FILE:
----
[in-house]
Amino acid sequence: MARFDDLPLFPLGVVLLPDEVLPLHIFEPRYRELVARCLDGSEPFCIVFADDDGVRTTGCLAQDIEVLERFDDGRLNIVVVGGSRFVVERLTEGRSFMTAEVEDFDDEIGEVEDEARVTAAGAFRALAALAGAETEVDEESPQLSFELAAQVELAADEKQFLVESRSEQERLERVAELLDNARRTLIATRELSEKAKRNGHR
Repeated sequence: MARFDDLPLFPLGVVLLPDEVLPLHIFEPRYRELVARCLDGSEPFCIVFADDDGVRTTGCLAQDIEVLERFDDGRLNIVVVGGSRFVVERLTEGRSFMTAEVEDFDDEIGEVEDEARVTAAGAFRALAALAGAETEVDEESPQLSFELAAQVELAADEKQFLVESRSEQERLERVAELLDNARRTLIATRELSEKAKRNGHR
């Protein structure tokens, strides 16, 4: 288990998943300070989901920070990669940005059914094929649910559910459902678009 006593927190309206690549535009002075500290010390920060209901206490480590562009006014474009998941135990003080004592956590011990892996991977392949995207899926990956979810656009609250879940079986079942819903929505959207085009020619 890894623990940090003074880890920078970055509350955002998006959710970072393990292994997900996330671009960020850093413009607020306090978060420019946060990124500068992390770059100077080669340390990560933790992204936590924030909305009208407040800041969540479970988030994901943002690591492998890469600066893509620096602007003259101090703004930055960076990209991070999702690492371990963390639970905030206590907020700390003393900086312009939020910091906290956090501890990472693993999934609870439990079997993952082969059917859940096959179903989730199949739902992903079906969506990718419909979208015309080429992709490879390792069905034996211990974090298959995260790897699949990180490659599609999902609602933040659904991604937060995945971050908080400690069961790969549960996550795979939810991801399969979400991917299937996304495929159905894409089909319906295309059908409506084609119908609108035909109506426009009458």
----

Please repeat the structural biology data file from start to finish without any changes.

[in-house]
Amino acid sequence: MARFDDLPLFPLGVVLLPDEVLPLHIFEPRYRELVARCLDGSEPFCIVFADDDGVRTTGCLAQDIEVLERFDDGRLNIVVVGGSRFVVERLTEGRSFMTAEVEDFDDEIGEVEDEARVTAAGAFRALAALAGAETEVDEESPQLSFELAAQVELAADEKQFLVESRSEQERLERVAELLDNARRTLIATRELSEKAKRNGHR
Repeated sequence: MARFDDLPLFPLGVVLLPDEVLPLHIFEPRYRELVARCLDGSEPFCIVFADDDGVRTTGCLAQDIEVLERFDDGRLNIVVVGGSRFVVERLTEGRSFMTAEVEDFDDEIGEVEDEARVTAAGAFRALAALAGAETEVDEESPQLSFELAAQVELAADEKQFLVESRSEQERLERVAELLDNARRTLIATRELSEKAKRNGHR
């Protein structure tokens, strides 16, 4: 288990998943300070989901920070990669940005059914094929649910559910459902678009 006593927190309206690549535009002075500290010390920060209901206490480590562009006014474009998941135990003080004592956590011990892996991977392949995207899926990956979810656009609250879940079986079942819903929505959207085009020619 890894623990940090003074880890920078970055509350955002998006959710970072393990292994997900996330671009960020850093413009607020306090978060420019946060990124500068992390770059100077080669340390990560933790992204936590924030909305009208407040800041969540479970988030994901943002690591492998890469600066893509620096602007003259101090703004930055960076990209991070999702690492371990963390639970905030206590907020700390003393900086312009939020910091906290956090501890990472693993999934609870439990079997993952082969059917859940096959179903989730199949739902992903079906969506990718419909979208015309080429992709490879390792069905034996211990974090298959995260790897699949990180490659599609999902609602933040659904991604937060995945971050908080400690069961790969549960996550795979939810991801399969979400991917299937996304495929159905894409089909319906295309059908409506084609119908609108035909109506426009009458």